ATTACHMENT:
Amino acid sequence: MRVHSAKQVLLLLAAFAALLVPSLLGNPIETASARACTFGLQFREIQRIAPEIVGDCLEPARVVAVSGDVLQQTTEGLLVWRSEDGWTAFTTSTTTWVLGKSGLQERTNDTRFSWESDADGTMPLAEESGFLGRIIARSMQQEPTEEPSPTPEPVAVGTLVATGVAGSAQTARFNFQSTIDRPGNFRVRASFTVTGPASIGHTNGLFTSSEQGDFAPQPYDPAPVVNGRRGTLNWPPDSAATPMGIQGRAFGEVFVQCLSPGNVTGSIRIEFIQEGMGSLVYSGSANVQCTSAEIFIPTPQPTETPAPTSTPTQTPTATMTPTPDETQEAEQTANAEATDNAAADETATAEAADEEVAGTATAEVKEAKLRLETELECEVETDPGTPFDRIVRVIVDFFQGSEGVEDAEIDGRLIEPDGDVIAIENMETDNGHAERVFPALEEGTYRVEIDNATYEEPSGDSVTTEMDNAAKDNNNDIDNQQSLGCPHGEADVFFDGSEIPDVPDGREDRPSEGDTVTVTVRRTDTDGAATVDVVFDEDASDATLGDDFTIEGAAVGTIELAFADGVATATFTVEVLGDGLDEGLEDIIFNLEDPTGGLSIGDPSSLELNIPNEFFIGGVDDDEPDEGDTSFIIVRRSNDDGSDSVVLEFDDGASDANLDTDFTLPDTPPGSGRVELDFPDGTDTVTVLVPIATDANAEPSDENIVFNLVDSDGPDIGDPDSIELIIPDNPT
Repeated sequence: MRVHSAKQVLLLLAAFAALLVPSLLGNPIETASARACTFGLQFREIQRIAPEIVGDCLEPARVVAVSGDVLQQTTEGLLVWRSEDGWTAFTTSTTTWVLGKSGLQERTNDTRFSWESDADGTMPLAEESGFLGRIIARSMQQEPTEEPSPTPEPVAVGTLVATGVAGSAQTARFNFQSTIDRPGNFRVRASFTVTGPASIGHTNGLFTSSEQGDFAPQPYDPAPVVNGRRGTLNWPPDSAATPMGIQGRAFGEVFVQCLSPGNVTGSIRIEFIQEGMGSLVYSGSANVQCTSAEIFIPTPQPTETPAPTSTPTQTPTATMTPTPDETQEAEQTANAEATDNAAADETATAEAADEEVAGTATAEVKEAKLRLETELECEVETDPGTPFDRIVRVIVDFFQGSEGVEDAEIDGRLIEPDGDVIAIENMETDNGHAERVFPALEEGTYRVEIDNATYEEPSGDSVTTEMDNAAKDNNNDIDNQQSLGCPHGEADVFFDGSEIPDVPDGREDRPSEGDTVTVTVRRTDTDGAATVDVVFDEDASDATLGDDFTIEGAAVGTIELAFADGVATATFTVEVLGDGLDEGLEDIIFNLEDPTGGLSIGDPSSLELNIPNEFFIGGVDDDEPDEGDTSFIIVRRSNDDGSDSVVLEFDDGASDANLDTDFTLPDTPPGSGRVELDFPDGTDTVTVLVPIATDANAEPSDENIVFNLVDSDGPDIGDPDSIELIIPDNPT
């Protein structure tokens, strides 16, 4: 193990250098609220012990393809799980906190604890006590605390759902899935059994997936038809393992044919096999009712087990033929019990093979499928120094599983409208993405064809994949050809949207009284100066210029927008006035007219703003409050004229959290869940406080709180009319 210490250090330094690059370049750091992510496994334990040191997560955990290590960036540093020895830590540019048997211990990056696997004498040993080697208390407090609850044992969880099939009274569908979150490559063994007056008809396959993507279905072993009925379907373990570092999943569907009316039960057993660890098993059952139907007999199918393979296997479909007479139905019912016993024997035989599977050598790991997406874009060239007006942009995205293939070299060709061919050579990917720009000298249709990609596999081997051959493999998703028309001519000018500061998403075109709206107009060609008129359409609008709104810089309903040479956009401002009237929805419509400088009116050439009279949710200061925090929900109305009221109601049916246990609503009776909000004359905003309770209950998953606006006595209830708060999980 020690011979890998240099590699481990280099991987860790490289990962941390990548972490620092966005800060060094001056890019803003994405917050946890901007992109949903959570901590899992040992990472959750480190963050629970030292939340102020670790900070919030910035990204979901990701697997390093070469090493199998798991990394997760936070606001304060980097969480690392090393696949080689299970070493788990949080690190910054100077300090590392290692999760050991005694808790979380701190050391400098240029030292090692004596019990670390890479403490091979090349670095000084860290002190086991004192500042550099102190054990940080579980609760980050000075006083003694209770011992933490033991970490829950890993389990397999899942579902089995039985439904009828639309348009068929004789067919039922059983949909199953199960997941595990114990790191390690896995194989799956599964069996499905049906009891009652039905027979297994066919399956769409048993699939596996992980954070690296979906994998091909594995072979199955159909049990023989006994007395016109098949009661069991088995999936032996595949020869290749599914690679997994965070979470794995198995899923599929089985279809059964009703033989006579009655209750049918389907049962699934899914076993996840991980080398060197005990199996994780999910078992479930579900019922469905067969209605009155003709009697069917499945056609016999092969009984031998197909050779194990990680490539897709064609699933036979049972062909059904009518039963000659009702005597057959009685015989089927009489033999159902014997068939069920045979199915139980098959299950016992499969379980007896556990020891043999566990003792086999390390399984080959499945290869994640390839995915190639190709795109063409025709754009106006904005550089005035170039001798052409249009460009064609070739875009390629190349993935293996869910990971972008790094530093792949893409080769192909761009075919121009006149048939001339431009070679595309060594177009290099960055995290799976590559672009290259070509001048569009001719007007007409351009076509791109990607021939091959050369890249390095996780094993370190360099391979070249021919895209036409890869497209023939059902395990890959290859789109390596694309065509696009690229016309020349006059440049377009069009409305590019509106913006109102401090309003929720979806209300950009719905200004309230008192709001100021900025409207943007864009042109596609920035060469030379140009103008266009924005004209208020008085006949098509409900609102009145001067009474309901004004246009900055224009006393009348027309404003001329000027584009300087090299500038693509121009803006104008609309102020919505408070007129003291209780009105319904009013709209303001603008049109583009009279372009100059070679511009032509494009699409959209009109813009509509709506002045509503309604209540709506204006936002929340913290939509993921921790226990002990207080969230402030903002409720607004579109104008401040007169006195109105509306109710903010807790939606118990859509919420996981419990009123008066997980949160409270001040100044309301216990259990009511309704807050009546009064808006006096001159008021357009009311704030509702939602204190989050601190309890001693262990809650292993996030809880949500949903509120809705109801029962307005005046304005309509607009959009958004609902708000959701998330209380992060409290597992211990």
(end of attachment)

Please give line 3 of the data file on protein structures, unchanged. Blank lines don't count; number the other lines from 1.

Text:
């Protein structure tokens, strides 16, 4: 193990250098609220012990393809799980906190604890006590605390759902899935059994997936038809393992044919096999009712087990033929019990093979499928120094599983409208993405064809994949050809949207009284100066210029927008006035007219703003409050004229959290869940406080709180009319 210490250090330094690059370049750091992510496994334990040191997560955990290590960036540093020895830590540019048997211990990056696997004498040993080697208390407090609850044992969880099939009274569908979150490559063994007056008809396959993507279905072993009925379907373990570092999943569907009316039960057993660890098993059952139907007999199918393979296997479909007479139905019912016993024997035989599977050598790991997406874009060239007006942009995205293939070299060709061919050579990917720009000298249709990609596999081997051959493999998703028309001519000018500061998403075109709206107009060609008129359409609008709104810089309903040479956009401002009237929805419509400088009116050439009279949710200061925090929900109305009221109601049916246990609503009776909000004359905003309770209950998953606006006595209830708060999980 020690011979890998240099590699481990280099991987860790490289990962941390990548972490620092966005800060060094001056890019803003994405917050946890901007992109949903959570901590899992040992990472959750480190963050629970030292939340102020670790900070919030910035990204979901990701697997390093070469090493199998798991990394997760936070606001304060980097969480690392090393696949080689299970070493788990949080690190910054100077300090590392290692999760050991005694808790979380701190050391400098240029030292090692004596019990670390890479403490091979090349670095000084860290002190086991004192500042550099102190054990940080579980609760980050000075006083003694209770011992933490033991970490829950890993389990397999899942579902089995039985439904009828639309348009068929004789067919039922059983949909199953199960997941595990114990790191390690896995194989799956599964069996499905049906009891009652039905027979297994066919399956769409048993699939596996992980954070690296979906994998091909594995072979199955159909049990023989006994007395016109098949009661069991088995999936032996595949020869290749599914690679997994965070979470794995198995899923599929089985279809059964009703033989006579009655209750049918389907049962699934899914076993996840991980080398060197005990199996994780999910078992479930579900019922469905067969209605009155003709009697069917499945056609016999092969009984031998197909050779194990990680490539897709064609699933036979049972062909059904009518039963000659009702005597057959009685015989089927009489033999159902014997068939069920045979199915139980098959299950016992499969379980007896556990020891043999566990003792086999390390399984080959499945290869994640390839995915190639190709795109063409025709754009106006904005550089005035170039001798052409249009460009064609070739875009390629190349993935293996869910990971972008790094530093792949893409080769192909761009075919121009006149048939001339431009070679595309060594177009290099960055995290799976590559672009290259070509001048569009001719007007007409351009076509791109990607021939091959050369890249390095996780094993370190360099391979070249021919895209036409890869497209023939059902395990890959290859789109390596694309065509696009690229016309020349006059440049377009069009409305590019509106913006109102401090309003929720979806209300950009719905200004309230008192709001100021900025409207943007864009042109596609920035060469030379140009103008266009924005004209208020008085006949098509409900609102009145001067009474309901004004246009900055224009006393009348027309404003001329000027584009300087090299500038693509121009803006104008609309102020919505408070007129003291209780009105319904009013709209303001603008049109583009009279372009100059070679511009032509494009699409959209009109813009509509709506002045509503309604209540709506204006936002929340913290939509993921921790226990002990207080969230402030903002409720607004579109104008401040007169006195109105509306109710903010807790939606118990859509919420996981419990009123008066997980949160409270001040100044309301216990259990009511309704807050009546009064808006006096001159008021357009009311704030509702939602204190989050601190309890001693262990809650292993996030809880949500949903509120809705109801029962307005005046304005309509607009959009958004609902708000959701998330209380992060409290597992211990």